Fly Fishing For Pike – Part 2

Previously in fly fishing for pike I talked about the tackle, so now that you have got your piking kit sorted out how do you go about catching these toothy specimens?

Firstly you will need to be able to perform the double haul cast. This is a must as you will just not be able to achieve the necessary line speed to cast and thus turn over the large flies you will be using with just the basic overhead cast. If you can’t double haul get some casting lessons, not only will this avoid any frustration but will make your casting a lot safer.

The flies you will be using will be imitations of small fish or even frogs and mice! There are no hard and fast rules when it comes to fly selection, what works one day fails on another. Keep experimenting whilst fishing until you find the pattern that the fish want on the day. I prefer flies with plenty of movement in them, a pulsating dressing is something that pike seem to be unable to ignore. Again colour of fly is something that should be experimented with, if you know there is a large head of say roach or perch at the water you are fishing try imitating their colours in your fly as the pike will be probably switched on to feeding on these…….yes, we can match the hatch for predators too!

Although pike can turn up anywhere its worth having a think about where you fish at your chosen venue. Fish tend to congregate around features and pike are no different. Look for weed beds and rushes in the margins or any sort of cover as pike like to lie in wait and ambush their prey, drop offs in depth are something else to search out as the pike lie in the deeper water ready to intercept their prey cruising just over the ledge in the shallower water.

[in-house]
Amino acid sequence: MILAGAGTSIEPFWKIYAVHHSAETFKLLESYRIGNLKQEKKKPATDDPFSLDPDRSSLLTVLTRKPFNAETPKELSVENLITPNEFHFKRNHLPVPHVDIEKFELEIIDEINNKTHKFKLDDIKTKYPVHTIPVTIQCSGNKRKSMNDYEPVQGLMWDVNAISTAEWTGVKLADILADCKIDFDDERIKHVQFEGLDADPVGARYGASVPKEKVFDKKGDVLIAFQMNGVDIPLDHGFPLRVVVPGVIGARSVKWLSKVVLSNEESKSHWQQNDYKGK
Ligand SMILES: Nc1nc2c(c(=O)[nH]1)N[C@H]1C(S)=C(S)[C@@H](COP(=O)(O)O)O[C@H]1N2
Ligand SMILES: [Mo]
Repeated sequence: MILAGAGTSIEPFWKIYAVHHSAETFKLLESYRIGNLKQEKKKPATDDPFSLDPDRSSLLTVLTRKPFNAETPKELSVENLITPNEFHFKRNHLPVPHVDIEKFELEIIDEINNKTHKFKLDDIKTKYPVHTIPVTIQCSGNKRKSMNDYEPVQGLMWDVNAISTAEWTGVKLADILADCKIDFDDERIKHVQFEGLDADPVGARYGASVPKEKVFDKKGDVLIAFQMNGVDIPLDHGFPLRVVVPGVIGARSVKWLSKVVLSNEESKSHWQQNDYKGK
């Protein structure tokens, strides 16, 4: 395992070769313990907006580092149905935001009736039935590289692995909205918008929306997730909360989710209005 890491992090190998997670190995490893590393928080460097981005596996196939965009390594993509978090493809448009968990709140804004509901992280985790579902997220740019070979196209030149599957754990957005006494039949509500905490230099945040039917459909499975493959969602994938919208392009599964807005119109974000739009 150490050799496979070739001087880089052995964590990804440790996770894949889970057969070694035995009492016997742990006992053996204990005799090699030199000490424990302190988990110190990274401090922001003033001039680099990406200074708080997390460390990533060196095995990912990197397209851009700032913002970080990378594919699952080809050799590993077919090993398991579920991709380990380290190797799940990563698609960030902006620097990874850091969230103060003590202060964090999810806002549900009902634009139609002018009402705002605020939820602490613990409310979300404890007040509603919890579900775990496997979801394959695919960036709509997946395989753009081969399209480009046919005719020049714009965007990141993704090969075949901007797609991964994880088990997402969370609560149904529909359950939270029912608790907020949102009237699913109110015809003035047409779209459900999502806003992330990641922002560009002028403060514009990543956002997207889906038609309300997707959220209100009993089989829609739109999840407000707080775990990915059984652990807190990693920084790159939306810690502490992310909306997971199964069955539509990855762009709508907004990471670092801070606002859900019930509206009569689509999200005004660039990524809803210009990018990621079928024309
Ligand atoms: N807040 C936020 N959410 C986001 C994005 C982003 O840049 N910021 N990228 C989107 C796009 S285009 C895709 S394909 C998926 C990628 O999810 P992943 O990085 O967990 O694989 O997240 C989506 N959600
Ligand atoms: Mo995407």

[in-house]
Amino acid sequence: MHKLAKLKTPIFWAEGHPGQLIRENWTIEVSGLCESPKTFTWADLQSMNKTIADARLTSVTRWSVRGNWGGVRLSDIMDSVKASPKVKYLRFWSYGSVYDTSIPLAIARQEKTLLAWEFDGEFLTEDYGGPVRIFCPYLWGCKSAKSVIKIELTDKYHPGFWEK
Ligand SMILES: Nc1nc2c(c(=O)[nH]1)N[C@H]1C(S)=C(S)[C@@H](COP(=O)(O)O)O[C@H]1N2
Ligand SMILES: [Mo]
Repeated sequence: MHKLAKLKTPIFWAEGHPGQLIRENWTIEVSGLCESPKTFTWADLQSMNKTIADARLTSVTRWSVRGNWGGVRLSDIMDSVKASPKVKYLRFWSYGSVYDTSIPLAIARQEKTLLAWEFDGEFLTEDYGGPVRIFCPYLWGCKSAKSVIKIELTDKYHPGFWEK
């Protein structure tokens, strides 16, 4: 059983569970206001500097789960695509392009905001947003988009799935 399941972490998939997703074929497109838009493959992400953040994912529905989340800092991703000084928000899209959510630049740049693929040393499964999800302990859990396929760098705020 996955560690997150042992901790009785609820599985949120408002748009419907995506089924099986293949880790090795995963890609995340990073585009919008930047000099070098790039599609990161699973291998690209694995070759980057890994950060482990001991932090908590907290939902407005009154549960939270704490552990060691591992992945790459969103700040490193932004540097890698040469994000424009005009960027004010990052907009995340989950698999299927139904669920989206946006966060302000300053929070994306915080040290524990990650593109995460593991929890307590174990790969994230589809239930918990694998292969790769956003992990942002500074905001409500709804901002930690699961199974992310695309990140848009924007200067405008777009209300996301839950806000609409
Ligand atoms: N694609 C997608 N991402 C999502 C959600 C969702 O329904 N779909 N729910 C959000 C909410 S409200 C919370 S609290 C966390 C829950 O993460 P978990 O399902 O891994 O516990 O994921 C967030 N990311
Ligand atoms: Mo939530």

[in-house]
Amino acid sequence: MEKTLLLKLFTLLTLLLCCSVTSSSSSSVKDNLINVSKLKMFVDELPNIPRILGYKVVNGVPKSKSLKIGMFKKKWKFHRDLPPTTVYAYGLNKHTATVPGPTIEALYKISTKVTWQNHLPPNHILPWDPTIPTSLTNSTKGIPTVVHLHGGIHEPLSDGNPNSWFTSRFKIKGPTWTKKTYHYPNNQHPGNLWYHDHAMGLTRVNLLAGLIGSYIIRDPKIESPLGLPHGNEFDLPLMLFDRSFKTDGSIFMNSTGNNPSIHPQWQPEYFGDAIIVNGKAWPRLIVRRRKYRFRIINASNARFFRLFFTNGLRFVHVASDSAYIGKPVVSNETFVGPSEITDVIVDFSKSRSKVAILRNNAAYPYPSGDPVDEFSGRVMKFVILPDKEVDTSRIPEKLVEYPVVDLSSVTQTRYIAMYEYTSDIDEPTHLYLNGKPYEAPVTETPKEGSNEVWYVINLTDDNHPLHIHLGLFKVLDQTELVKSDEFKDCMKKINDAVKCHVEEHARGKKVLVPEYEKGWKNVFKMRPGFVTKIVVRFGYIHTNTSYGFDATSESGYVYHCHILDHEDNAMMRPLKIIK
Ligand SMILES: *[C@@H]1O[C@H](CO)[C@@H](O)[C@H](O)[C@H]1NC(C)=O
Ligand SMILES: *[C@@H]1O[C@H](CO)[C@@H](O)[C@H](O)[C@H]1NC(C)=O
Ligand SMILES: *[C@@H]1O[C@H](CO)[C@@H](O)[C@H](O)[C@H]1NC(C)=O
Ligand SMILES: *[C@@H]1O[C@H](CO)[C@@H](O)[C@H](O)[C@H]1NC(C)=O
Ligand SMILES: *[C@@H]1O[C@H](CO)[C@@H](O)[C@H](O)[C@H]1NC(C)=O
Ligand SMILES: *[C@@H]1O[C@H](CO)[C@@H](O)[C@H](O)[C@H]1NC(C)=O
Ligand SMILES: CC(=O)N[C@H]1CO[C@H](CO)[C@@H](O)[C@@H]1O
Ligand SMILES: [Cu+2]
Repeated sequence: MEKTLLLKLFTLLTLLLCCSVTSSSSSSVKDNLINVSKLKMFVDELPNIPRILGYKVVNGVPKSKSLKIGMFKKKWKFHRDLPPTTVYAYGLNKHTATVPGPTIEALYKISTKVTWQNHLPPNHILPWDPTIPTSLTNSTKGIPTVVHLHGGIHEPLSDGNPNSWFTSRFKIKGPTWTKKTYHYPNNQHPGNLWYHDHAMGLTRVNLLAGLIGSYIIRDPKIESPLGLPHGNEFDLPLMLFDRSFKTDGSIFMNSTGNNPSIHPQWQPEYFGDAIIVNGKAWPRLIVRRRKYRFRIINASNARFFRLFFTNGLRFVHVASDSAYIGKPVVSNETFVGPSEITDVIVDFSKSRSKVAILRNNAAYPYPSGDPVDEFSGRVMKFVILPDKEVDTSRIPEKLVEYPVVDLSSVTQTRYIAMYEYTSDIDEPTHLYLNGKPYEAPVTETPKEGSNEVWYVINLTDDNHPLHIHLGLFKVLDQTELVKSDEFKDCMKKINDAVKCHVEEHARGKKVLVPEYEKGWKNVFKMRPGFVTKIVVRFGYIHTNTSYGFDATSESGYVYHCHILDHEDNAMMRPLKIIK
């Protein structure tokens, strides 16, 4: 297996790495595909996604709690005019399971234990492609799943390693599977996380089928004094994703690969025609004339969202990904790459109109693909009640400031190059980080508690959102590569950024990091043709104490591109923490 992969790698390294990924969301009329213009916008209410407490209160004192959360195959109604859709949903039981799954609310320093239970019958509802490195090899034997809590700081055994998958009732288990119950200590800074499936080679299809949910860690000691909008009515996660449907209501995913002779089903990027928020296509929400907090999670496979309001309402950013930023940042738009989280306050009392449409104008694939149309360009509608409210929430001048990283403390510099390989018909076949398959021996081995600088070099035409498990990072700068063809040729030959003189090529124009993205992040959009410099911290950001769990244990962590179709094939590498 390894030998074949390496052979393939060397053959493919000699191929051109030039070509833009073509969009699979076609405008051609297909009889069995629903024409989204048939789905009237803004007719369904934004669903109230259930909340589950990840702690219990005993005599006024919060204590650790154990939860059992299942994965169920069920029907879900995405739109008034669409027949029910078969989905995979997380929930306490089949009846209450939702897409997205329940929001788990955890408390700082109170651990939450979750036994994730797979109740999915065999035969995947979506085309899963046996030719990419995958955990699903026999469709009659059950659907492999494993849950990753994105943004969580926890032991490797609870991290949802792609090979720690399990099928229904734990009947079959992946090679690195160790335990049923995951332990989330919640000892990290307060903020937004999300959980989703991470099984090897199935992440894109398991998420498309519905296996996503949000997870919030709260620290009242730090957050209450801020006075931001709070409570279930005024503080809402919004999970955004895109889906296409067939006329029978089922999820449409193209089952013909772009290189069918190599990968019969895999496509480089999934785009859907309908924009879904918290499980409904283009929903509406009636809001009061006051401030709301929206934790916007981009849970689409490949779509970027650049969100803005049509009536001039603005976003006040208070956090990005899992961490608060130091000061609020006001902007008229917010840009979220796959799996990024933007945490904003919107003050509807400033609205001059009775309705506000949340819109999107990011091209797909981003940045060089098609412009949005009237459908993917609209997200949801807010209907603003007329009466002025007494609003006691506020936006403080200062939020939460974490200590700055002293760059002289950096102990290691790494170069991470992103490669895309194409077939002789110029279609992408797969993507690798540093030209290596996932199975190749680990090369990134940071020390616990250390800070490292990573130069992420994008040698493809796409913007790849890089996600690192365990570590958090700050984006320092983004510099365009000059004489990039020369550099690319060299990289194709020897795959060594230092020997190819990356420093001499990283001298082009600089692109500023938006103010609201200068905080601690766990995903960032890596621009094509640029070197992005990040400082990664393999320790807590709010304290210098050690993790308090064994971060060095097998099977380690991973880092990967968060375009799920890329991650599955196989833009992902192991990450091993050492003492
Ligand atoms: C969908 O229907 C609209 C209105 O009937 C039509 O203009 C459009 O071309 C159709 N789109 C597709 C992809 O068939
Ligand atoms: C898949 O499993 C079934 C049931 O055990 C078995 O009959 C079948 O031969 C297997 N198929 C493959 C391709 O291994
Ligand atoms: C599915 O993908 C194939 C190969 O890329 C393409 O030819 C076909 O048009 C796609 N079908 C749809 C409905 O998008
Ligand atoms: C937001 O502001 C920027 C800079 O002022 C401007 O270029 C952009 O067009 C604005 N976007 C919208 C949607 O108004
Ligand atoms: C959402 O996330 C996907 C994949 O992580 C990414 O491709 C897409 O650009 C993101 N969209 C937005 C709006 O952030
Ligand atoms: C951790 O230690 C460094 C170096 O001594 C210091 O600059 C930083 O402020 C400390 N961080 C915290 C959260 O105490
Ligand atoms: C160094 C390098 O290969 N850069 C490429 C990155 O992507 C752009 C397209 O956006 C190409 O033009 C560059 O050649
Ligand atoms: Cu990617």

Once you are set up and ready to start fishing make sure you cast short to start with so you cover any fish lying under your bank. I like to fan cast form left to right before lengthening my cast and repeating the series of casts again. It pays to be mobile when pike fishing, go and find the fish as they do not tend to come to you, so don’t flog one spot for too long, keep moving.

I will usually start with a floating line as pike will spot the profile of a large fly from below and from a distance but if water clarity is not too good or I am fishing water with some depth I will switch to an intermediate line to get my fly down to the eye line of the fish. Again experiment with your density of line until you find the right tactic for the day.

So when this year’s game season ends and the first autumn frosts appear, give pike on fly a go, it’s a great way to spend the winter months waiting for the next season to arrive.

 

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